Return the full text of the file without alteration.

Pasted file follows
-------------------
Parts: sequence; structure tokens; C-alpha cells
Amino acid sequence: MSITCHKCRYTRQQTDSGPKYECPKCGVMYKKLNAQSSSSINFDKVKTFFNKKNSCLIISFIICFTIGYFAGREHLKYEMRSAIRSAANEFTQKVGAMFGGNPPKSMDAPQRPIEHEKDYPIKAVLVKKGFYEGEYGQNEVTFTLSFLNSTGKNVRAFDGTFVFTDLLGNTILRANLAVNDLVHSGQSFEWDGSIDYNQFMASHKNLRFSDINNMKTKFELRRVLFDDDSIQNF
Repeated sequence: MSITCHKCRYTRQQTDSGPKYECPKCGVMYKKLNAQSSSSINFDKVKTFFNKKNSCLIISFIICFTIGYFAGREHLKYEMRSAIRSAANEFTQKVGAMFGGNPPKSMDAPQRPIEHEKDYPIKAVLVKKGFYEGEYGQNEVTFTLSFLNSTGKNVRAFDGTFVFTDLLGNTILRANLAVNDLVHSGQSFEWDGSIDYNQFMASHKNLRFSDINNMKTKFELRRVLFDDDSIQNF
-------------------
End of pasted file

Parts: sequence; structure tokens; C-alpha cells
Amino acid sequence: MSITCHKCRYTRQQTDSGPKYECPKCGVMYKKLNAQSSSSINFDKVKTFFNKKNSCLIISFIICFTIGYFAGREHLKYEMRSAIRSAANEFTQKVGAMFGGNPPKSMDAPQRPIEHEKDYPIKAVLVKKGFYEGEYGQNEVTFTLSFLNSTGKNVRAFDGTFVFTDLLGNTILRANLAVNDLVHSGQSFEWDGSIDYNQFMASHKNLRFSDINNMKTKFELRRVLFDDDSIQNF
Repeated sequence: MSITCHKCRYTRQQTDSGPKYECPKCGVMYKKLNAQSSSSINFDKVKTFFNKKNSCLIISFIICFTIGYFAGREHLKYEMRSAIRSAANEFTQKVGAMFGGNPPKSMDAPQRPIEHEKDYPIKAVLVKKGFYEGEYGQNEVTFTLSFLNSTGKNVRAFDGTFVFTDLLGNTILRANLAVNDLVHSGQSFEWDGSIDYNQFMASHKNLRFSDINNMKTKFELRRVLFDDDSIQNF